Nonfiction > Abraham Lincoln > Political Debates Between Lincoln and Douglas > Page 178
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Abraham Lincoln (1809–1865).  Political Debates Between Lincoln and Douglas  1897.
 
Page 178
 
 
Senate, were silent. They left it to me to denounce it. And what was the reply made to me on that occasion? Mr. Toombs, of Georgia, got up and undertook to lecture me on the ground that I ought not to have deemed the article worthy of notice, and ought not to have replied to it; that there was not one man, woman, or child south of the Potomac, in any Slave State, who did not repudiate any such pretension. Mr. Lincoln knows that that reply was made on the spot, and yet now he asks this question. He might as well ask me, Suppose Mr. Lincoln should steal a horse, would I sanction it; and it would be as genteel in me to ask him, in the event he stole a horse, what ought to be done with him. He casts an imputation upon the Supreme Court of the United States, by supposing that they would violate the Constitution of the United States. I tell him that such a thing is not possible. It would be an act of moral treason that no man on the bench could ever descend to. Mr. Lincoln himself would never in his partisan feelings so far forget what was right as to be guilty of such an act.  7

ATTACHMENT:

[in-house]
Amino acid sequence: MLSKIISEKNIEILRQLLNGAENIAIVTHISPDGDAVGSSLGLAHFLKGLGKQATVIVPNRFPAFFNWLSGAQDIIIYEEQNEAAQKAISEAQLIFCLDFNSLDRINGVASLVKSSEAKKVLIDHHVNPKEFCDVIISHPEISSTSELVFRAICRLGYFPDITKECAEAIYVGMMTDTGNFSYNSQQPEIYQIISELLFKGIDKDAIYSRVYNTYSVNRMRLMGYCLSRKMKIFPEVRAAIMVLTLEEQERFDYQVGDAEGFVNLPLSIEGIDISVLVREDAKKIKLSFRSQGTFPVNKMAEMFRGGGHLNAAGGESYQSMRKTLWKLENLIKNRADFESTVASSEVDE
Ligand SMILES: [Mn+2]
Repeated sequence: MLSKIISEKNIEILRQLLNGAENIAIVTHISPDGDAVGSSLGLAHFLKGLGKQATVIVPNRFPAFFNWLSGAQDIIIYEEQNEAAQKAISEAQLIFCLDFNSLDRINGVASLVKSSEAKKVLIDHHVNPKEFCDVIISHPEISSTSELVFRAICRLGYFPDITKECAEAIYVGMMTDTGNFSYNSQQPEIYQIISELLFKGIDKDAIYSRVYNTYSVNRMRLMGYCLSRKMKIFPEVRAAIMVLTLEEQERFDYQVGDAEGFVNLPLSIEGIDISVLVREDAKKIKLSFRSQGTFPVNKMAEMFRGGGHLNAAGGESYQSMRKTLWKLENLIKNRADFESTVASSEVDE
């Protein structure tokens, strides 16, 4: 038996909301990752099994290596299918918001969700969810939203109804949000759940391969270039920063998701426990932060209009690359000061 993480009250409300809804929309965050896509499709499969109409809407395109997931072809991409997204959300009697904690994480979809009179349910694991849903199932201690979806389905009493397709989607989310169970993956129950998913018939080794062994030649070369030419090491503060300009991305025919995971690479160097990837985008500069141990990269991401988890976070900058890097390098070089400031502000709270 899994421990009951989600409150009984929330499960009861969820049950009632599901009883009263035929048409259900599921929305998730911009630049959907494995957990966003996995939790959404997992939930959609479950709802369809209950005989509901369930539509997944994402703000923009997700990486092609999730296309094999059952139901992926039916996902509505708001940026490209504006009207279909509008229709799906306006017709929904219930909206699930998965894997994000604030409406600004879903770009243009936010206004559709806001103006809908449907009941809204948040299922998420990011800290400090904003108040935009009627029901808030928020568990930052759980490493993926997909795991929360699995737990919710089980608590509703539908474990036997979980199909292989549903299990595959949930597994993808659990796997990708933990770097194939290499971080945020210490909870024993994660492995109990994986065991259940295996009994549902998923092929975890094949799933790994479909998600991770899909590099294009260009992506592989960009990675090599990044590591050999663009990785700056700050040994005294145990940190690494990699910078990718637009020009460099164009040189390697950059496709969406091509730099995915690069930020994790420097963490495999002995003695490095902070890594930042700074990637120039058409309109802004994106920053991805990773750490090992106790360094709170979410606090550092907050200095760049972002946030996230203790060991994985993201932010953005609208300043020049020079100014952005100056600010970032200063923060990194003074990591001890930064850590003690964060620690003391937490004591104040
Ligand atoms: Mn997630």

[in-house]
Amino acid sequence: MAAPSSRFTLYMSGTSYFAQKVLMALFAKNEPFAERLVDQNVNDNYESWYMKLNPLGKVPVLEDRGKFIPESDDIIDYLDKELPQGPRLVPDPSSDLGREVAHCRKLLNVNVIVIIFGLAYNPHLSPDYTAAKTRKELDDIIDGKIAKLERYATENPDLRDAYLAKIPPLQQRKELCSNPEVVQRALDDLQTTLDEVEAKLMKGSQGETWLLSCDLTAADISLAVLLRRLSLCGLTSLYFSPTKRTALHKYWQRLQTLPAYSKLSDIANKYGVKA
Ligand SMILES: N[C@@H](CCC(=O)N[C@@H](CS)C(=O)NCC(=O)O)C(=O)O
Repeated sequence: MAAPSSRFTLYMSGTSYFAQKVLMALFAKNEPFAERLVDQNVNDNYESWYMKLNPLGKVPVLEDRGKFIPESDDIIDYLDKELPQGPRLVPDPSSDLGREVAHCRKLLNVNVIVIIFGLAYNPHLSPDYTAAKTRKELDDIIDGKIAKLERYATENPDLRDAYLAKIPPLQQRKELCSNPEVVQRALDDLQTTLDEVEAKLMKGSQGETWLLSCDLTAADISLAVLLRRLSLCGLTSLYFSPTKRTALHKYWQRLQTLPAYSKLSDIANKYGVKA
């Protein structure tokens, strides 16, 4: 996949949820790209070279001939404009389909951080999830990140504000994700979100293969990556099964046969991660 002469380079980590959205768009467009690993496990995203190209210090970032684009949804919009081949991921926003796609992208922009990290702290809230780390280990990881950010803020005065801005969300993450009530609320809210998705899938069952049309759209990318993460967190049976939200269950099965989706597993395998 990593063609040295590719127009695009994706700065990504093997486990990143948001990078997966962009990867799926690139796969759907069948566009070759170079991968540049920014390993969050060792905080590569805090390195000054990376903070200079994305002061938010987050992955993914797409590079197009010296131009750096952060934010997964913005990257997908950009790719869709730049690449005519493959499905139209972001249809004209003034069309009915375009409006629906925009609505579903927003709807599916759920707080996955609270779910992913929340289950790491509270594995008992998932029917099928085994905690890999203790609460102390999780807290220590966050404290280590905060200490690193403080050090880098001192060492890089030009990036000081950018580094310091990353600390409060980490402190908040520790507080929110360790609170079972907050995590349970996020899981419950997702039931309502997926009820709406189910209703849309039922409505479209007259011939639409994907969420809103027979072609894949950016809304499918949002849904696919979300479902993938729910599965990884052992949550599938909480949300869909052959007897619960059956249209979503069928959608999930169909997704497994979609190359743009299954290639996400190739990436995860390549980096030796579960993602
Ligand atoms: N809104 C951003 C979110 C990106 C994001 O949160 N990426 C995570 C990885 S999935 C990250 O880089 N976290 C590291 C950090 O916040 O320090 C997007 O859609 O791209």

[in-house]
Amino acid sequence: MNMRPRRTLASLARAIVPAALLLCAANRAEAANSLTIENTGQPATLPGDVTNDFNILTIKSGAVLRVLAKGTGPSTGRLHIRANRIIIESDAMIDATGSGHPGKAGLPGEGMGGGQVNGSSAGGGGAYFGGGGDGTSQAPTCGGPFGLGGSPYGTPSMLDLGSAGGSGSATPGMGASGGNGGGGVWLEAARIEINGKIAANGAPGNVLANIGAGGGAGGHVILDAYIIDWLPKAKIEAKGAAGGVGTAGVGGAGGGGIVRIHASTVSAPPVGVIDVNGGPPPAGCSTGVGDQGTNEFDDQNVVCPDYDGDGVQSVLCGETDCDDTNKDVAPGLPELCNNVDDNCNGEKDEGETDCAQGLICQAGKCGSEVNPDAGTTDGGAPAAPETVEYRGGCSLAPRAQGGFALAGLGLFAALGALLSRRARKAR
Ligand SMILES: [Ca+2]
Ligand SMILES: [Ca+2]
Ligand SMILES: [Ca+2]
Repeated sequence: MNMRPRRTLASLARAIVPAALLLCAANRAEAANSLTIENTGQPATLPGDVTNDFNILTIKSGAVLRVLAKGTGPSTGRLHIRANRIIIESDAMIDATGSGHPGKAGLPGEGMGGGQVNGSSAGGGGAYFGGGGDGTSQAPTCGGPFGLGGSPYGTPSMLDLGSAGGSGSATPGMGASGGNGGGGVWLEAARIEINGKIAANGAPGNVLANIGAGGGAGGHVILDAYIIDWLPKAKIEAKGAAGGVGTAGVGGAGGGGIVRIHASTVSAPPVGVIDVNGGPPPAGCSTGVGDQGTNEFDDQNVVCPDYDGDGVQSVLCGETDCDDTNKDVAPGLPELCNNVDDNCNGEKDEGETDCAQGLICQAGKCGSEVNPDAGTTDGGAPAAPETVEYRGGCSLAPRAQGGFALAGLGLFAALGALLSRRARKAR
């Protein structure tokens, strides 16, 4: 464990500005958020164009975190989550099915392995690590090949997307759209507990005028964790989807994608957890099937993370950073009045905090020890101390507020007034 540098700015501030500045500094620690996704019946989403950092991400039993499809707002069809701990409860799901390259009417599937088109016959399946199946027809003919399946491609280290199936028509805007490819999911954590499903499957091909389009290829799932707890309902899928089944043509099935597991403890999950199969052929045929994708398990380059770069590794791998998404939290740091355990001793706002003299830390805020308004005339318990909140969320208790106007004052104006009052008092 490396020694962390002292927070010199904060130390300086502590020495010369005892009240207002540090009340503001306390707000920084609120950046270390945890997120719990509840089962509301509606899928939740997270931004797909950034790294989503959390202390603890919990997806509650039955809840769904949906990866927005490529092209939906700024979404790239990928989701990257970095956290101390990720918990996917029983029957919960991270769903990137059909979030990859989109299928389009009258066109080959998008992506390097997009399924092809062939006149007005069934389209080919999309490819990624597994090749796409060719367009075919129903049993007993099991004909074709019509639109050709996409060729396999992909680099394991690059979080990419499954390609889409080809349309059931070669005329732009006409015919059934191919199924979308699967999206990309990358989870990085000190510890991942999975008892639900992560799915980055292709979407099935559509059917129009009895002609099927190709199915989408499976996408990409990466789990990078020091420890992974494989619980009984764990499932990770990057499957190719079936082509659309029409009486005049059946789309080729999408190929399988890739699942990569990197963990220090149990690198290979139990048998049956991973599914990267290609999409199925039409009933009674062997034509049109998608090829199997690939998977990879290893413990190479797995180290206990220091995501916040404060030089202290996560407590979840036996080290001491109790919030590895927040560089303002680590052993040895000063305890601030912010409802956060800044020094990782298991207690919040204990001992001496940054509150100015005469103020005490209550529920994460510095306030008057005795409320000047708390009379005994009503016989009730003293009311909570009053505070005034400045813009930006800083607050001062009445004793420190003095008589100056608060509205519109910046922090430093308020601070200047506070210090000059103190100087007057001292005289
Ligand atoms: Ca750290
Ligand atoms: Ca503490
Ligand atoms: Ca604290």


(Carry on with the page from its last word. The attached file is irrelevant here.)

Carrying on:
The fourth question of Mr. Lincoln is, Are you in favor of acquiring additional territory, in disregard as to how such acquisition may affect the Union on the slavery question? This question is very ingeniously and cunningly put.  8
  The Black Republican creed lays it down expressly, that under no circumstances shall we acquire any more territory, unless slavery is first prohibited in the country. I ask Mr. Lincoln whether he is in favor of that proposition. Are you [addressing Mr. Lincoln] opposed to the acquisition of any more territory, under any circumstances, unless slavery is prohibited in it? That he does not like to answer. When I ask him whether he stands up to that article in the platform of his party, he turns, Yankee-fashion, and without answering it, asks me whether I am in favor of acquiring territory without regard to how it may affect the Union on the slavery question. I answer that whenever it becomes necessary, in our growth and progress, to acquire more territory, that I am in favor of it, without reference to the question of slavery; and when we have acquired it, I will leave the people free to do as they please, either to make it slave or free territory, as they prefer. It is idle to tell me or you that we have territory enough. Our fathers supposed that we had
 

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